The Quebec government says it will stretch its $1,625 hike in tuition over a longer period of time in an attempt to come to an agreement with disgruntled students and end protests that have resulted in clashes with police.
Quebec Premier Jean Charest and Education Minister Line Beauchamp outlined the government's offer to student groups Friday morning in a news conference in Quebec City.
"I want Quebecers to know that our government made a real effort," Charest said, adding that the student leaders now involved in negotiations were the same ones who walked away from talks in 2010.
"We never took a dogmatic view on this and we are going to arrive [at] a result where we are going to substantially increase the financing of our universities and we're going to support our students."
The government's proposal includes:
- Spreading the tuition increase over seven years instead of five.
- Adding $39 million in bursaries.
- Linking loan payback schedules to income after graduation.
- Creating a special council to oversee management of universities.
- Periodically evaluating the effect tuition increases are having on students.
Several of those proposals were announced by the government earlier in April.
Hike still a large burden, student group says
Student groups were quick to respond to the government's proposals.
The group representing Quebec college students said the offers themselves aren't bad, but ultimately they won't save students money. The FEUQ said it will take a lot more than the offer on the table to get students back to school on Monday.
The leader of the FECQ, province's CEGEP student group, said the new plan changes little.
"I think that today Mr. Charest was not talking to students, he was talking to Quebec's population trying to convince them that he wanted to solve the crisis, but he still refuses to talk about the amount of tuition fee — it's still a 75 per cent tuition hike," said Leo Bureau-Blouin.
Gabriel Nadeau-Dubois, spokeswoman for Quebec's largest student group CLASSE, said the offer is not really an offer at all.
"I think it's probably closer of an insult than an offer because Mr. Charest was at a very arrogant tone. He was telling the students to go back in class, that his offer was reasonable," he said.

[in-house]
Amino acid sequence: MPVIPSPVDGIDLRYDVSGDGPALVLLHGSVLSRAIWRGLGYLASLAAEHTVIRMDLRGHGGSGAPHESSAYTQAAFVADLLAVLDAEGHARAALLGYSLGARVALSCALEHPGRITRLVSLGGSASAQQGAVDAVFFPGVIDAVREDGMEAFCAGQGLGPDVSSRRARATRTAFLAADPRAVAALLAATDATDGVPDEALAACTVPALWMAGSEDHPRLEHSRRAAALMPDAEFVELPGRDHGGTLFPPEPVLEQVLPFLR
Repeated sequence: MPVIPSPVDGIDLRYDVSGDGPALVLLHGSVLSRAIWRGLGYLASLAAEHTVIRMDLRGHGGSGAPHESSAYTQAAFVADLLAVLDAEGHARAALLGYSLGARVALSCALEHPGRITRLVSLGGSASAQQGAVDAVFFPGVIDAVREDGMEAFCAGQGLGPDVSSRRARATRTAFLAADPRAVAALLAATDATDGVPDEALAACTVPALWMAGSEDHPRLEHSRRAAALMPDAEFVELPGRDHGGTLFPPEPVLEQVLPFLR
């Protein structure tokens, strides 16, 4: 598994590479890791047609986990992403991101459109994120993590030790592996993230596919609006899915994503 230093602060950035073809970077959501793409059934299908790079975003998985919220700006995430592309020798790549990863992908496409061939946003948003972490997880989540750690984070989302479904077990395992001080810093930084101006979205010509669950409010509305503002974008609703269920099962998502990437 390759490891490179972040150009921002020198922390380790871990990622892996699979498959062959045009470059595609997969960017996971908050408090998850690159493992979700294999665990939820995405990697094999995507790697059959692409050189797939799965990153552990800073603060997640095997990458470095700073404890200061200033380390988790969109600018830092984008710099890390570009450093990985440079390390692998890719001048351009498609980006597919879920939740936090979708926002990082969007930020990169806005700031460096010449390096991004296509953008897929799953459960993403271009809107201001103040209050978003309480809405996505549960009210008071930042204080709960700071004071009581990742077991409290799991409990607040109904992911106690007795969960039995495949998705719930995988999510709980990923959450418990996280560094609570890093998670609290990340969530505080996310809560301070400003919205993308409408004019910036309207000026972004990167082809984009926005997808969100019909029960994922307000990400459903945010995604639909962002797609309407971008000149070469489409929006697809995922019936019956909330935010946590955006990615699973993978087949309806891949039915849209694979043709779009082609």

Both Bureau-Blouin and Nadeau-Dubois said they will bring the offer to their members and let them vote on it, even as protests continued across the province.
At least six demonstrations were planned in the province on Friday, including one in Quebec City that ended with several dozen arrests.
Some students launched a seventh protest in Montreal Friday night that was entitled: "It's not an offer, it's an insult!"
"Nothing new under the sun, more contempt," said the protest advisory on a student website.
"We won't let ourselves be taken for fools too much longer … This is not a solution, it's an insult. NO to the increase. NO to privatization of education. Together, let's block this deal-at-a-discount."
It was a familiar scene as police cornered a group of protesters at a downtown intersection. In return some protesters tossed bottles and projectiles at officers. There was at least one arrest reported.
Both the FECQ and the FEUQ offered to come back to the negotiation table Friday along with two members from CLASSE, but the government rejected the idea.
Talks among the three groups and the province broke off Wednesday after the government evicted CLASSE from the negotiations. CLASSE said Friday it will present the government's latest offer to its members early next week.However, the group's spokesperson said, it doesn't address student demands and the hike will still mean a large burden for them.
Charest and Beauchamp stressed that, after tax credits, the seven-year implementation of the increase would amount to about 50 cents a day for most students.
"Honestly, my position is the following: I don't believe that 50 cents a day should compromise [their chances] of getting diplomas this spring," Beauchamp said.
Students have been taking to the streets in protest of the province's planned tuition hikes for more than 11 weeks. They say the demonstrations will continue until the government sits down at the negotiating table or an agreement is reached.
It's still not clear when that will happen.
Charest denied that the offer represented a softening of its position to hold firm against the pressure of student protests, some of which have turned violent and ended in mass arrests.
"We said from the beginning that we would listen, we would work, we would sit down and examine the whole framework of polices with regards to post-secondary education," he said.
"We are maintaining the increase in tuition fees. It's $1,625. It's over seven years instead of five."